Google Mandates Disclosure for Digitally Altered Election Ads

Google Mandates Disclosure for Digitally Altered Election Ads

Key Points:

  • Advertisers must select a checkbox in their campaign settings’s “altered or synthetic content” section.
  • Google will generate in-ad disclosures for mobile feeds, shorts, and in-stream ads on computers and TV, while other formats must include a prominent user disclosure.
  • The rise of generative AI and deepfakes has increased concerns about their potential misuse in creating misleading content.
  • OpenAI disrupted AI-driven covert influence operations, and Meta requires disclosure of AI-altered political ads on its platforms.

Google announced on Monday that it will require advertisers to disclose election ads featuring digitally altered content that depicts real or realistic-looking people or events. This move is part of Google’s ongoing efforts to combat election misinformation.

The new disclosure requirements fall under Google’s political content policy. Advertisers must now select a checkbox in their campaign settings’s “altered or synthetic content” section. This update addresses growing concerns about the misuse of generative AI, which can quickly create text, images, and videos in response to prompts. The rise of deepfakes—content manipulated to misrepresent individuals convincingly—has further complicated the distinction between genuine and fake media.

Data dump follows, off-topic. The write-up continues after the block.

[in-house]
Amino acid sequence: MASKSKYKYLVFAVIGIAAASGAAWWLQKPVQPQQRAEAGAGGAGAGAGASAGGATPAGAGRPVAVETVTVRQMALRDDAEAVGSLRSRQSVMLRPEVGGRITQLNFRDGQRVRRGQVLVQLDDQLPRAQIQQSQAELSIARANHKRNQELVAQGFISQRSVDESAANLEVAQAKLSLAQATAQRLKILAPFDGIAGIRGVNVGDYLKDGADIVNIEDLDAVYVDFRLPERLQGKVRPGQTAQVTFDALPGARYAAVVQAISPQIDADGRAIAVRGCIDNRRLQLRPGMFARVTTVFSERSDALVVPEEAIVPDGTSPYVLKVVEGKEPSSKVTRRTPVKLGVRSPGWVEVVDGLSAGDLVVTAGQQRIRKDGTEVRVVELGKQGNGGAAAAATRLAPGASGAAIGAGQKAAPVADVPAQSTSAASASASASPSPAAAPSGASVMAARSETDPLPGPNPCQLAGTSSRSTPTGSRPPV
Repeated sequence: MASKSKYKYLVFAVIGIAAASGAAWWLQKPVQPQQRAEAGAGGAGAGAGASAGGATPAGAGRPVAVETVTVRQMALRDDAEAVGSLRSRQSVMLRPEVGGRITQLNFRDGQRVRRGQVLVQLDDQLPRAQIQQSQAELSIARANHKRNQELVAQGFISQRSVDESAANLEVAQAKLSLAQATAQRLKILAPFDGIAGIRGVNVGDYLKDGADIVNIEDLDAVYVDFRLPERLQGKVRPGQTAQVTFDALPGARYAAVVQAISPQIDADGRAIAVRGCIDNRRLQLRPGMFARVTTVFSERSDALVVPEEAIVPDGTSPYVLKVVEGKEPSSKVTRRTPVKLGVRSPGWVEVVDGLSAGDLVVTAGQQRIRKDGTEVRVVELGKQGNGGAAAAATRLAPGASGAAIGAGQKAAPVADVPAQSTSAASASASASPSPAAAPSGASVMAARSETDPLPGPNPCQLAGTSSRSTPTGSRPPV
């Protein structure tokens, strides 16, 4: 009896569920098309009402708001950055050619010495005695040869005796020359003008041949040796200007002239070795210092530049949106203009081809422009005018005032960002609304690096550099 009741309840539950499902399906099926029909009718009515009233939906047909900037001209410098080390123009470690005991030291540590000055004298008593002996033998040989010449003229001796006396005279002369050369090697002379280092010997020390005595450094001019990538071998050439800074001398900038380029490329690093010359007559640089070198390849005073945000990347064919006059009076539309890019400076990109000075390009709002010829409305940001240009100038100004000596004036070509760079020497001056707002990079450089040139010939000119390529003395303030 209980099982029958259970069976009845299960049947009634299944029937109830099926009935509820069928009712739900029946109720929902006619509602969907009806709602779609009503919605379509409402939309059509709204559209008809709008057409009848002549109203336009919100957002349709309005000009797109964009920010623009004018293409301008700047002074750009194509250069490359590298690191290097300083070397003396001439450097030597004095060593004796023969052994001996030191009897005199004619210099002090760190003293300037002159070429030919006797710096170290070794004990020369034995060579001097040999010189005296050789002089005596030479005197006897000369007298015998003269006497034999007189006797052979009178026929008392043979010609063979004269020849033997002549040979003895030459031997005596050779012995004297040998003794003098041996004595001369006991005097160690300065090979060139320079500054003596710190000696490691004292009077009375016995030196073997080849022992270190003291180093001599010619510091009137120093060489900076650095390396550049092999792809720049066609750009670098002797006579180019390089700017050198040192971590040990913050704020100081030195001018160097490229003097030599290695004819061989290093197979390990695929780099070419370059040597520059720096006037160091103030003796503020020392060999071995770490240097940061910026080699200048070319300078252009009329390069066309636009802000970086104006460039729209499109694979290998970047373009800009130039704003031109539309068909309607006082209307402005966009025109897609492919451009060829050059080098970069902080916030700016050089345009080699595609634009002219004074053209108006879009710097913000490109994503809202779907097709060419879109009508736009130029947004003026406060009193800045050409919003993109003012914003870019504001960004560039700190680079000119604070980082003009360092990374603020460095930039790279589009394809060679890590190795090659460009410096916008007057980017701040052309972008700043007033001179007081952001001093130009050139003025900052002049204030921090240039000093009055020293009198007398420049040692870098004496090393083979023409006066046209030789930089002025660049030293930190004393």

Google will generate an in-ad disclosure for feeds and shorts on mobile phones and in-streams on computers and television. For other ad formats, advertisers must provide a “prominent disclosure” for users. According to Google, the “acceptable disclosure language” will vary based on the ad’s context.

This policy update comes amid increasing instances of AI-generated misinformation. For example, during India’s general election in April, fake videos of Bollywood actors criticizing Prime Minister Narendra Modi went viral. These AI-generated videos urged people to vote for the opposition Congress party.

In a related effort to curb AI misuse, Sam Altman-led OpenAI reported in May that it had disrupted five covert influence operations attempting to use its AI models for deceptive activities online, aiming to manipulate public opinion or influence political outcomes.

Similarly, Meta Platforms announced last year that it would require advertisers to disclose if AI or other digital tools were used to alter or create political, social, or election-related ads on Facebook and Instagram.

TechGolly editorial team led by Al Mahmud Al Mamun. He worked as an Editor-in-Chief at a world-leading professional research Magazine. Rasel Hossain and Enamul Kabir are supporting as Managing Editor. Our team is intercorporate with technologists, researchers, and technology writers. We have substantial knowledge and background in Information Technology (IT), Artificial Intelligence (AI), and Embedded Technology.

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